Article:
The allocation of the revenue per hundred pounds of milk is shown in Table 3. The milk margin is the estimated amount from the Pennsylvania all milk price that remains after feed costs are paid. As with income over feed cost, this measure shows that the August PA Milk Margin was up 5% from July.

The feed cost was down this month. However, it looks like dairy farmers in Pennsylvania, and probably elsewhere, will be buying a lot of feed to replace the corn silage that they will not get from their fields. The September floods from Hurricane Irene and Tropical Storm Lee affected some areas, although how much it will mean to crops is still unknown. I know some areas were hit hard. Given the poor corn silage crop, I expect some corn for grain to be harvested as silage, with corn brought in from the Midwest to replace the shortfall. The corn basis is at historically high levels, and will probably remain high through the harvest because of the small 2011 crop. I expect Pennsylvania to import corn from the Midwest at record levels until the 2012 harvest. Wheat has been fed to replace corn in recent months and the wheat price is still below corn. However, the wheat available for feed is being depleted, especially given the terrible hard red winter wheat crop from Texas and Oklahoma.

Cow Numbers and Milk Production
Figures 2 and 3 show the monthly number of dairy cows on farms and the normalized monthly milk production for a 30-day month. In both cases, the figures show an increase year over year. In the case of cows, the national dairy herd in July 2011 is 0.9% above July 2010, exactly the same as in May and June. July milk production is also above the prior year by 0.7%. Therefore the increased production is entirely because of more cows, while production per cow is down slightly. The very hot weather in July throughout much of the country certainly was a factor in the drop in milk per cow.

A Longer Run View: Milk Per Cow
Figure 4 shows the monthly milk per cow for the last few years, normalized for 30 day months. As you can see, the milk per cow for July 2011 was below July 2010, and the monthly increase over the corresponding month the previous year has fallen steadily since October 2010. USDA in their latest World Supply and Demand Estimates forecasted that higher feed prices would lower the rate of growth in milk per cow. Given that milk per cow is averaging only 0.7% above last year for 2011 so far, and actually shrunk in July, lower growth in milk per cow may mean shrinking, not growth. USDA anticipates a larger herd, so the total milk supply is forecast to be 1.45% over 2011. Of course, milk per cow is partially determined by conscious actions by farmers and partially is a response to weather. Over the past decade the average growth rate was 1.6%, with no apparent trend. Although the monthly patterns in milk production are not as pronounced as when most cows were on pasture, the normalized milk per cow in May averaged 7.3% more than October for the past decade.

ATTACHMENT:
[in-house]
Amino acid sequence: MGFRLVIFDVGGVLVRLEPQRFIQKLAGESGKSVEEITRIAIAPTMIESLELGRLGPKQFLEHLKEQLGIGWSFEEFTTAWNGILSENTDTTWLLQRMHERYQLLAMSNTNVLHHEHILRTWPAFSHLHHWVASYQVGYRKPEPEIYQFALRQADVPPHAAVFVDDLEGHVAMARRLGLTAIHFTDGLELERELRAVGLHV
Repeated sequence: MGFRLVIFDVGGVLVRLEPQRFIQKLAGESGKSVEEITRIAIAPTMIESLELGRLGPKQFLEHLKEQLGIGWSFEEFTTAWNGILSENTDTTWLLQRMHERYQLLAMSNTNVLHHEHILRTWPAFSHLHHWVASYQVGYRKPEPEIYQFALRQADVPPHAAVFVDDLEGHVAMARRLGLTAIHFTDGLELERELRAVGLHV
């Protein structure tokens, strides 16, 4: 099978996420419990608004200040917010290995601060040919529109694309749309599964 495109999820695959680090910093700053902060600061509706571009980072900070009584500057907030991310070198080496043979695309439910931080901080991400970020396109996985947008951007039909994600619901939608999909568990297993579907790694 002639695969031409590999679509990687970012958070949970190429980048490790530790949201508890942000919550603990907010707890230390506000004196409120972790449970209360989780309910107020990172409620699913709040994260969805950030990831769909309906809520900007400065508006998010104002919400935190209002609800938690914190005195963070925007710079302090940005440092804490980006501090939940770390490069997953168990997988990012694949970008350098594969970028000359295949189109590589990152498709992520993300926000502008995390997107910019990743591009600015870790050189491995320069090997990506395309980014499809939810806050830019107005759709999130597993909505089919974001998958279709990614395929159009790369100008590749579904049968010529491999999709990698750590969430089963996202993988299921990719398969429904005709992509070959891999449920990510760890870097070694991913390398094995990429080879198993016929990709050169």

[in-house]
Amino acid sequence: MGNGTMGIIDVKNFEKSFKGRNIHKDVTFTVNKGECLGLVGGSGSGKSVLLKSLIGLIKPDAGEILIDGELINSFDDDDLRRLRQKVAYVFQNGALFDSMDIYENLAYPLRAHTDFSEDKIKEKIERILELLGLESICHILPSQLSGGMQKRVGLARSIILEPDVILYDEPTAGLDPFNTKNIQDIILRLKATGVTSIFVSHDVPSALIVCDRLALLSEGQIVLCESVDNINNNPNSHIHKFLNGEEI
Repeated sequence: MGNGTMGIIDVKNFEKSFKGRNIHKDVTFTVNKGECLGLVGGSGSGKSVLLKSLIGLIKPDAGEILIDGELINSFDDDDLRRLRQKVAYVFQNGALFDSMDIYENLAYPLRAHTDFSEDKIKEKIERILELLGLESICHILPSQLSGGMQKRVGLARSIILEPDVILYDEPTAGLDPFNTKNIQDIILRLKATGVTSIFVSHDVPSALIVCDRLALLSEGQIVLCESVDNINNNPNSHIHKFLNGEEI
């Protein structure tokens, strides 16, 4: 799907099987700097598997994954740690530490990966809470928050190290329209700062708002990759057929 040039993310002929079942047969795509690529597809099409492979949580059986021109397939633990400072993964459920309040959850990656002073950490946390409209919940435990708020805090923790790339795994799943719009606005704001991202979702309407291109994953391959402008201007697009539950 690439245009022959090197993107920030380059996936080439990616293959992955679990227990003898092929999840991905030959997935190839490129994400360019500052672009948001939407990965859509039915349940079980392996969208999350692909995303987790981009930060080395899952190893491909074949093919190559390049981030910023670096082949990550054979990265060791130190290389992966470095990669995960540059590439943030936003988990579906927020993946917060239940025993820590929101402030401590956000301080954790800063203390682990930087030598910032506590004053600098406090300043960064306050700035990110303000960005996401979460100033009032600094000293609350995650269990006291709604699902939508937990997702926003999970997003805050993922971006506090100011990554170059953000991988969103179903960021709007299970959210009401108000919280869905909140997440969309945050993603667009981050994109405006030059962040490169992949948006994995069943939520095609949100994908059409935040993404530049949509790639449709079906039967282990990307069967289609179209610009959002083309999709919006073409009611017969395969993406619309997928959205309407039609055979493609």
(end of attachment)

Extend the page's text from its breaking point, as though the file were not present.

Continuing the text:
click image to zoom

 

 



Comments (0) Leave a comment 

Name
e-Mail (required)
Location

Comment:

characters left


DewPoint 6110

The patented "DewPoint" technology enables commercial hay growers to bale hay anytime the crop is sufficiently dry, without the need ... Read More

View all Products in this segment

View All Buyers Guides

Feedback Form
Leads to Insight